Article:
Yield: 1 Servings
|4 \N||Red bell peppers (up to 5)|
|\N \N||Extra-virgin olive oil|
|1 large||Bunch cilantro|
|\N \N||Extra-virgin olive oil|
|2 cups||Fresh pink-grapefruit juice, strained|
|¼ cup||Canola oil|
|2 tablespoons||Ground spice (you can make this infused oil with any spice you like - try chile or curry powder)|
|1 cup||Canola oil|
|1 quart||Extra-virgin olive oil|
|4 \N||Branches of fresh basil, preferably with blossoms|
|1 tablespoon||Black peppercorns|
|1 teaspoon||Sea salt|
|½ \N||Medium-sized red pepper, seeded and slivered.|
BELL PEPPER OIL
PINK GRAPEFRUIT OIL
Flavored Oils --- Safety Factor Garlic- and herb-infused oils and spreads taste great but, if left unrefrigerated, they may be unsafe.
According to FDA, mixtures such as garlic or herbs packed in salad oil can foster life-threatening bacteria when left unrefrigerated. These bacteria (Clostridium botulinum) live on produce, including garlic, and are harmless in oxygen or air. However ----- without air, the bacteria can produce toxins that cause botulism, a potentially fatal form of food poisoning.
Refrigeration is necessary because all other conditions that favor growth of Clostridium botulinum are met: pH higher than 4⅗, anaerobic conditions (soil), food and moisture source (garlic), not boiled before eating.
When making a flavored oil mixture, be sure to use a recipe from a reliable source. Among the above, oil products containing limited amounts of dried herbs are safest from botulism poisoning. That is because the dried herbs do not produce enough moisture to support the growth of Clostridium botulinum. Oil products made with whole chilies, garlic and other fruits or vegetables are the most risky and dried tomatoes in oil are somewhere in between. For all -- the bottom line -- refrigerated storage!! This provides a sure-fire safety factor against the growth of C. botulium.
Bob Pastorio - in answer to your question about vinaigrette -- the vinegar aspect of the vinaigrette may insure safety. It acts pretty much as a preservative in conjunction with the oil. Again -- refrigeration is mandatory. Quite honestly, I do not make vinaigrettes as I am strictly a Ranch Dressing person -- boring but true! Anyway, you may want to consult the Vinegar Institute (I posted address/phone yesterday).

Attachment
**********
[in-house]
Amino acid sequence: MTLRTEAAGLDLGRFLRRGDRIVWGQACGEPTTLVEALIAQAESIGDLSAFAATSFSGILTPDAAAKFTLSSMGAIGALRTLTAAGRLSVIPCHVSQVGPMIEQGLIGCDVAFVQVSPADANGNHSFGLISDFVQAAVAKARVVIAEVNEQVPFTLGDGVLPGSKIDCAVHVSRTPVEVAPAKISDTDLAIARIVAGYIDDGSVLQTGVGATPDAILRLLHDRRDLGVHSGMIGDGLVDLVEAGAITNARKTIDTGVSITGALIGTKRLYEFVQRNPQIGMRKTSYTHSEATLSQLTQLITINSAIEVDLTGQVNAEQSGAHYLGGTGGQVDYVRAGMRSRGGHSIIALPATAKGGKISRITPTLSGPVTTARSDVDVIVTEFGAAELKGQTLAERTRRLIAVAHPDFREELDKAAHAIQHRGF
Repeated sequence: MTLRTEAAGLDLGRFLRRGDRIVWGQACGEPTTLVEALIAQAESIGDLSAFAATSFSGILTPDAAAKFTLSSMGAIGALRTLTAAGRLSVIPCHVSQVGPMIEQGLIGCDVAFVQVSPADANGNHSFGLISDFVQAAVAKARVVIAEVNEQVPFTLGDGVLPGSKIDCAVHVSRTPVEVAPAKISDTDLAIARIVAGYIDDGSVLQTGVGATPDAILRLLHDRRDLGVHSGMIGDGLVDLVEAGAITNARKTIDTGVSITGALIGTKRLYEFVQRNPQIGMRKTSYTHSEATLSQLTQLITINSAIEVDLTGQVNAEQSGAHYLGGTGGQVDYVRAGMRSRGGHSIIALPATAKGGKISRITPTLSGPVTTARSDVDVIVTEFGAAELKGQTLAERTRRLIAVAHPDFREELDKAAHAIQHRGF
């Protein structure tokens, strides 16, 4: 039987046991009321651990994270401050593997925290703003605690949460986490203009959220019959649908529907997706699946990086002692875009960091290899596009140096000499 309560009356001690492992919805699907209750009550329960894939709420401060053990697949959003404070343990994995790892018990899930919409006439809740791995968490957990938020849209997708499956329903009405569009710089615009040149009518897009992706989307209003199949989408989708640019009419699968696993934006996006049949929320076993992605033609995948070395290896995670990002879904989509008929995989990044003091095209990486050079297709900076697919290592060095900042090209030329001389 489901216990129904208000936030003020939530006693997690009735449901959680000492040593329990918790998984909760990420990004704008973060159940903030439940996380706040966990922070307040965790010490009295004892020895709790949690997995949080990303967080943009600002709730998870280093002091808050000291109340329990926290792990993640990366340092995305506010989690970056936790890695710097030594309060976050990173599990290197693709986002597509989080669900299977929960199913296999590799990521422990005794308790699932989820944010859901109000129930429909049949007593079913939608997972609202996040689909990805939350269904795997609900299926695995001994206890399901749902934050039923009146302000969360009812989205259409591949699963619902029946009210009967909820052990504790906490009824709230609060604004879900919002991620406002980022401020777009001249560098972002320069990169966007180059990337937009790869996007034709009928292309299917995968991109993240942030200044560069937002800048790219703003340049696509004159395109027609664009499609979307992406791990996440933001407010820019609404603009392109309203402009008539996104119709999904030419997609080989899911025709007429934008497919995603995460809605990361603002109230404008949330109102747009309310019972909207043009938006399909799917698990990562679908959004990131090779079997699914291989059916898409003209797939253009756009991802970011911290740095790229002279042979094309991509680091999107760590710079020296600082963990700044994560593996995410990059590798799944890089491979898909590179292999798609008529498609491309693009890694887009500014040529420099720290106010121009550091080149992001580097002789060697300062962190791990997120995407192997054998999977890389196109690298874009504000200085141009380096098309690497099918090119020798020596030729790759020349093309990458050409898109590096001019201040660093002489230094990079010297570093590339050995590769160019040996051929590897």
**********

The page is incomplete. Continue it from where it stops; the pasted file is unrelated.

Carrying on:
Another suggestion I recently read was to prepare the oil/vinegar concoctions in small quantities that will be used in a few days. If you prepare the vinaigrette and leave it at room temperature for many hours, it should be disposed of at the end of the day. If you prepare in small quantities, you will not be wasting a lot. When you refill your cruet or bottle, make sure you sterilize between usage.
BELL PEPPER OIL (from Martha Stuart): Put peppers through a jluice extractor; they shoudl yield about 1 cup of juice. In a small saucepan over low heat, reduce by half; strain. Pour into a clean saucepan and reduce to a syrup; there'll be about ¼ cup.
Pour syrup into a small glass jar and add an equal amount of oil. Cover and shake well; store in the refrigerator and use within two weeks.
Shake before using. Makes ½ cup.
CILANTRO OIL (you can also use basil, parsley or mint) (From Martha Stewart): Blanch cilantro leaves and someof the stems. Refresh under cold water; pat dry. Puree in a blender along with an equal amount of oil. Pour into a small glass jar and add twice as much oil as puree mixture. Cover and shake well.
Refrigerate oil overnight. Bring back to room temperature and pour through a strainer lined with damp cheesecloth. Do not press on the solids.
Refrigerate oil, covered up to 2 weeks.
PINK GRAPEFRUIT OIL (Martha Stewart): In a saucepan over medium heat, reduce the juice to a thick syrup, about ¼ cup. Cobine with oil in a small glass jar. Cover and shake well. Refrigerate for up to 2 weeks. Shake before using. Makes ¼ cup.
continued in part 2